British Prime Minister Keir Starmer urged all parties to show 'caution' regarding the border between Israel and Lebanon during his inaugural phone call with Israeli Prime Minister Benjamin Netanyahu since taking office. A spokesperson from Starmer's office at 10 Downing Street stated that the Prime Minister expressed deep concern over the situation on Israel's northern border and emphasized the importance of cautious actions by all involved.

On Sunday, Lebanon's Hezbollah group launched another barrage of 20 rockets into northern Israel, injuring one person, as part of ongoing cross-border attacks in support of Gaza's Palestinian militant group Hamas. Hezbollah has engaged in near-daily exchanges of fire with the Israeli army along the southern Lebanese border since Hamas's attack on Israel last year, which escalated into the Gaza conflict.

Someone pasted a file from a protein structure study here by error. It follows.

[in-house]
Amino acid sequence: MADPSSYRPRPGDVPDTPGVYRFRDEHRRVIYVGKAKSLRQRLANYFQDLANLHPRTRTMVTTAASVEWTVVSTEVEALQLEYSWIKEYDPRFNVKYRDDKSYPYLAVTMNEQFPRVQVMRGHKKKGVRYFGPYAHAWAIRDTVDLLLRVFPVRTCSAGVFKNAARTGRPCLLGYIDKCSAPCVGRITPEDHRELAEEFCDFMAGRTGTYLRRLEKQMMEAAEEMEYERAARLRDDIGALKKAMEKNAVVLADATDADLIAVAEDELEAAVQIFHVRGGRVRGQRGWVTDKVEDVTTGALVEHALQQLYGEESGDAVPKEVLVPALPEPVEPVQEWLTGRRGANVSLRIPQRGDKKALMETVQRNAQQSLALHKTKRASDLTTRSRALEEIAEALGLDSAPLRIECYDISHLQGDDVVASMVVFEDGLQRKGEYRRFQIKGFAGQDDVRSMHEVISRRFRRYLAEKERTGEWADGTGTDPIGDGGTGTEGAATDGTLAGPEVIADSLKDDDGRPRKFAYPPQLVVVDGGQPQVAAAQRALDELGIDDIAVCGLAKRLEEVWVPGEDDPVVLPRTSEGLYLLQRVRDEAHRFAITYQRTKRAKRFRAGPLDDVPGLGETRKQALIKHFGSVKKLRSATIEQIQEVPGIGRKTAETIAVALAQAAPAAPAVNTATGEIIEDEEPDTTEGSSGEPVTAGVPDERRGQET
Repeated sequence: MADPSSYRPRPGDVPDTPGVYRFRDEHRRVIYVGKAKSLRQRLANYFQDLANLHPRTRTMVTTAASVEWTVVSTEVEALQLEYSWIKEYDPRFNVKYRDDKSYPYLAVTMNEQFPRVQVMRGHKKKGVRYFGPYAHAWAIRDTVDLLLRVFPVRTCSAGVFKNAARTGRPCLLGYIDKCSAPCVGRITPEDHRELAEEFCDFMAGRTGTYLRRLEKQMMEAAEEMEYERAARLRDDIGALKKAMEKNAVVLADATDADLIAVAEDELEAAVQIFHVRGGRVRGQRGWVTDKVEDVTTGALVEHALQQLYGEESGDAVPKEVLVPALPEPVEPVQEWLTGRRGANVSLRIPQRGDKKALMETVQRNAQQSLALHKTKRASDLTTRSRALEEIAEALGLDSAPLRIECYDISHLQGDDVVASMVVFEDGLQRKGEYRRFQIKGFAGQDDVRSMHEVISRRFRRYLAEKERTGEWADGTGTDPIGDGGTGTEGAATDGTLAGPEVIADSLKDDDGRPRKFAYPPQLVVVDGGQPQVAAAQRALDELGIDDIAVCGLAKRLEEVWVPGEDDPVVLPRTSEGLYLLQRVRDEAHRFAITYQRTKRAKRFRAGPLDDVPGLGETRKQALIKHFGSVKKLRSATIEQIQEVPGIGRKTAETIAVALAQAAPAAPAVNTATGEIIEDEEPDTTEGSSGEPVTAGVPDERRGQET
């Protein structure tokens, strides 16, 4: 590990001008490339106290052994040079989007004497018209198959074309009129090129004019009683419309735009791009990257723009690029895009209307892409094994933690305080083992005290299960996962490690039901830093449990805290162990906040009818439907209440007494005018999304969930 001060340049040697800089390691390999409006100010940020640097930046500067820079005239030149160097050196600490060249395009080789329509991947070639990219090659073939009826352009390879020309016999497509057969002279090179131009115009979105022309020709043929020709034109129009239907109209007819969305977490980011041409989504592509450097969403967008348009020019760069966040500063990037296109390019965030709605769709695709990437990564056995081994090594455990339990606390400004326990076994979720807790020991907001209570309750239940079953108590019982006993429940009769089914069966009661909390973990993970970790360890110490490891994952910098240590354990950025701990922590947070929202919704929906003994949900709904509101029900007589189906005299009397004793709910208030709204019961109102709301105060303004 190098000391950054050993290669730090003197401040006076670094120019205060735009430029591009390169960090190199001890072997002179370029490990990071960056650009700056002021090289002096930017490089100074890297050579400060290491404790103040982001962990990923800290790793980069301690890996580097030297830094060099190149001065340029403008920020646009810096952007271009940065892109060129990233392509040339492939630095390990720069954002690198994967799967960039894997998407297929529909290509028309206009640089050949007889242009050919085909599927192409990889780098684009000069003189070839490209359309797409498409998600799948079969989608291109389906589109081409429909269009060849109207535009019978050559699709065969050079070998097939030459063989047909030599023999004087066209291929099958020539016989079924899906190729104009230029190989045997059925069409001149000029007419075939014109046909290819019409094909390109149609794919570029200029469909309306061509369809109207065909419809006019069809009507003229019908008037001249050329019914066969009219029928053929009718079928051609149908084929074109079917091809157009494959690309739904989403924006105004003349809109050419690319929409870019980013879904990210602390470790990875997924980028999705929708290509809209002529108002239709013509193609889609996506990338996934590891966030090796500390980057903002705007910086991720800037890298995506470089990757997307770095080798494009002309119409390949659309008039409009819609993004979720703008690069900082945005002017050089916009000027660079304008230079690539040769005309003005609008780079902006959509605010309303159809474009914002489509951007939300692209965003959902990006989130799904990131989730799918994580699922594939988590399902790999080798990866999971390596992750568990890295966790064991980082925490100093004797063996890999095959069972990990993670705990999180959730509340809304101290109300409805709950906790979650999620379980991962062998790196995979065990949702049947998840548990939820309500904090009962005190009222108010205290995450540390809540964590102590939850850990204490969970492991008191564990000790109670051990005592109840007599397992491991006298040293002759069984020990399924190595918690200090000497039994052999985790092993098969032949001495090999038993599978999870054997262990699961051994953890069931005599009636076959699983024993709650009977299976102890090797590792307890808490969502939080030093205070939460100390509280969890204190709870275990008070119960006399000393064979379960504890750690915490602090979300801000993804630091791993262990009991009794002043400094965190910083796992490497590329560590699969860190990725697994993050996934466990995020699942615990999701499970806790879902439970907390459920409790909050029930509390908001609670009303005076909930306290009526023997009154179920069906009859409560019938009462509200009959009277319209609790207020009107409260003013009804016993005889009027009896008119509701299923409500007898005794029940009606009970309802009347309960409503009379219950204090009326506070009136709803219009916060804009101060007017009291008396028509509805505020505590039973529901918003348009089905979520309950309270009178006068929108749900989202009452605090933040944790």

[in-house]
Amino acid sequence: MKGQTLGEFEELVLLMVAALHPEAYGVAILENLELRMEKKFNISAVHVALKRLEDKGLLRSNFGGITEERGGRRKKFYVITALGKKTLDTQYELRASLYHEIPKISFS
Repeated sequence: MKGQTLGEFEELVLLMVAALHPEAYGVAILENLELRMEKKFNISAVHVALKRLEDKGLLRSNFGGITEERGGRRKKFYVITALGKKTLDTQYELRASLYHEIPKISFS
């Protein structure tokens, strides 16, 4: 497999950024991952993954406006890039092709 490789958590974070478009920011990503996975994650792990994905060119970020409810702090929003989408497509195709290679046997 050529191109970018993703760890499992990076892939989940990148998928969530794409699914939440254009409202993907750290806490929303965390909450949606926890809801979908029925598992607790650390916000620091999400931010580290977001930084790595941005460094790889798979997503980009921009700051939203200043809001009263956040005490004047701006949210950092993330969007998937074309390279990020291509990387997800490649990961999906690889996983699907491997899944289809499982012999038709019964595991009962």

In addressing the ongoing conflict, Starmer conveyed his condolences for the significant loss of life resulting from the October 7 attacks and highlighted the immediate need for a ceasefire, the release of hostages, and an increase in humanitarian aid to civilians. During his discussion with Netanyahu, Starmer also stressed the importance of establishing long-term conditions conducive to a two-state solution, including ensuring that the Palestinian Authority has adequate financial resources to function effectively.

Efforts to achieve a ceasefire continue, with mediators from the US, Qatar, and Egypt working to end the devastating Gaza war, which has led to widespread civilian casualties and extensive damage to the coastal territory. The spokesperson also mentioned that Starmer had a phone conversation with Palestinian President Mahmud Abbas, during which he reiterated his unchanged policy on recognition aimed at contributing to the peace process and affirmed the Palestinians' undeniable rights.

The October 7 attack on southern Israel claimed the lives of 1,195 people, predominantly civilians, according to an AFP tally based on Israeli figures. The militants also captured 251 hostages, of whom 116 remain in Gaza, including 42 reported dead by the military. In response, Israel's military operations have resulted in at least 38,153 deaths in Gaza, mostly civilians, according to the health ministry in the Hamas-ruled territory.